Were the Cameroons ever inspired by If…. (1968)? I thought they might have been, once. This is, at its base, a film about public schoolboys turning on the system of which they’re a part; just as a group of Old Etonians might look to elevate state schools to the level of private ones, even-out the privileges of birth, or just generally kick down the oak panelling that surrounds British politics like a coffin. Of course, those OEs have furthered some of these causes. But much of the early passion and promise has dissipated.

If…. is itself a product of the public school system. Its director, Lindsay Anderson, came out of Cheltenham College. And its writer, David Sherwin, was educated at Tonbridge, and based his screenplay on one, called Crusaders, that he’d bashed out with a schoolmate. This is, I guess, part of what makes it such a seditious movie. Its anger comes from inside.

And “inside” really is the word. If…. was shot mainly on location at Anderson’s alma mater, after he reassured the serving Headmaster that Cheltenham wouldn’t receive any credit for, or in, the end result. The schoolrooms are real. The cloisters are real. The chapel is real. And even those things that aren’t real – the characters, the situations, all of the magical movie stuff – are often something more than artificial. A teacher in the film is based on one from Anderson’s youth who, in the director’s own words, “had the nasty habits of smacking you suddenly on the back of the head, and twisting your nipples”. The scenes have a sense of randomness and open-endedness to them, so you feel as though you’ve just stumbled into a classroom or dormitory.

And, God, how you sometimes wish you could stumble out! The nipple-twisting teacher is just the start of it. This is a school that, like all schools, has an unforgiving hierarchy: the teachers patronise their favourites who lord it over their peers who take it out on the “scum” in the years below, and so on. And that hierarchy is preserved by institutional forms of punishment. The most brutal scene in If…. has our hero Mick Travis (played by some first-timer called Malcolm McDowell) caned raw by one of the seniors. And it leads directly on to Mick’s most brutal observation: “One man can change the world with a bullet in the right place.”

For all of that, Anderson’s aim was never just to shine a torch on the dark recesses of public school life. He wanted this film to stand for more, and so he made it more. Scattered in with the realism is out-and-out surrealism, such as when Mick and his friends visit a character known only as The Girl. They order coffee, turn on the jukebox, start threatening to kill each other, end up on the floor naked and growling like tigers… you know how it is.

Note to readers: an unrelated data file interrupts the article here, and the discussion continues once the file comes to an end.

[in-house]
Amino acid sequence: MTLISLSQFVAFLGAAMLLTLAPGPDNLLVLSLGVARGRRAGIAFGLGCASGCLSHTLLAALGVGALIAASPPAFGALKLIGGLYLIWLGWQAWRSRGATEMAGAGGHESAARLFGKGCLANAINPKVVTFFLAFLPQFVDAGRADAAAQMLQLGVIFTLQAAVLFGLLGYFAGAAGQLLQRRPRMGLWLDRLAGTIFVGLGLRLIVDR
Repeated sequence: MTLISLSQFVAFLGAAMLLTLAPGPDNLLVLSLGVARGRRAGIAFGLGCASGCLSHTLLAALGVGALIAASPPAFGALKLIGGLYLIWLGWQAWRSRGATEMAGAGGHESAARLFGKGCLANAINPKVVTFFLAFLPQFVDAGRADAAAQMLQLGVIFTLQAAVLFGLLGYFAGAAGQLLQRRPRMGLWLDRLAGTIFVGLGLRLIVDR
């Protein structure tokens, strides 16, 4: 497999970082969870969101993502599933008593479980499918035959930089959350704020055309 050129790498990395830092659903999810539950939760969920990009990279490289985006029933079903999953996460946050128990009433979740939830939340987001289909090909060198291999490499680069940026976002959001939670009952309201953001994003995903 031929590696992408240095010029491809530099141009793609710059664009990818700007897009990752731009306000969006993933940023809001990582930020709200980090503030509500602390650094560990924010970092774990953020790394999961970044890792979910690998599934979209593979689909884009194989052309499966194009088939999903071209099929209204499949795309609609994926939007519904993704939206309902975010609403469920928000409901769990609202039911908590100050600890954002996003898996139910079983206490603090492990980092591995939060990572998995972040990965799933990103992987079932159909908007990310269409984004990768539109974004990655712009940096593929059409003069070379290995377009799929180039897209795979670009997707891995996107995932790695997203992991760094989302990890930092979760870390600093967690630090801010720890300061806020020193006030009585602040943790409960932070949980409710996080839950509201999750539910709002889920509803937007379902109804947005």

This scene, like a few others in If…., is shot in black-and-white. Originally, this was a choice brought on by necessity: the director of photography was finding it difficult to work with colour film stock in the low-light of the school chapel. But Anderson liked the effect so much – how it “broke up the surface of the film” – that he made it one of design. This shifting tone undermines certainty. Is it real? Is it a dream? Is it just some schoolboy’s masturbatory fantasy?

And the shifting tone is part of the reason why I think If…. is one of the greatest of British films. Here we have a film that is halfway, in both time and style, between the documentaries of Anderson’s early career and the straight-up fantasies he would produce later. And that means it belongs to two distinct, British cinematic traditions: the sturdy realism of, say, John Grierson and It Always Rains on Sunday (1947), and the wild invention of Powell & Pressburger and Hammer and Bond. It’s the best of British precisely because it represents the best of British.

Although, yeah, there is that bit where Mick shoots a dart at a picture of the Queen. That’s hardly “Rule, Britannia!”, you’re right. But that shouldn’t put anyone off: Anderson’s own politics – developed through two more Mick Travis films, O Lucky Man! (1973) and the underrated Britannia Hospital (1982) – are too ambiguous and interesting to dismiss out of hand. The final scene of Britannia Hospital, in which a brain wired to machinery intones the “What a piece of work is man…” speech from Hamlet, just about sums them up. He’s on the side of the humans.

But, before that, there’s If….’s own final scene. Mick and his mates climb up on to the roof of the chapel and start shooting the teachers and pupils below. It’s shocking, sure, but by now we know that we’re firmly in dreamland. Travis doesn’t get his revolution. It’s as much comedown as carnage.

If…. is released in a new Blu-ray edition on Monday, 9th June. This will contain, in its accompanying booklet, some of Peter Hoskin’s notes on Lindsay Anderson’s short films.

This is the sixth entry in ConservativeHome’s Film Club, after The Great McGinty (1940), Young Mr. Lincoln (1939), Z (1969), A Face in the Crowd (1957) and Day of the Dead (1985).

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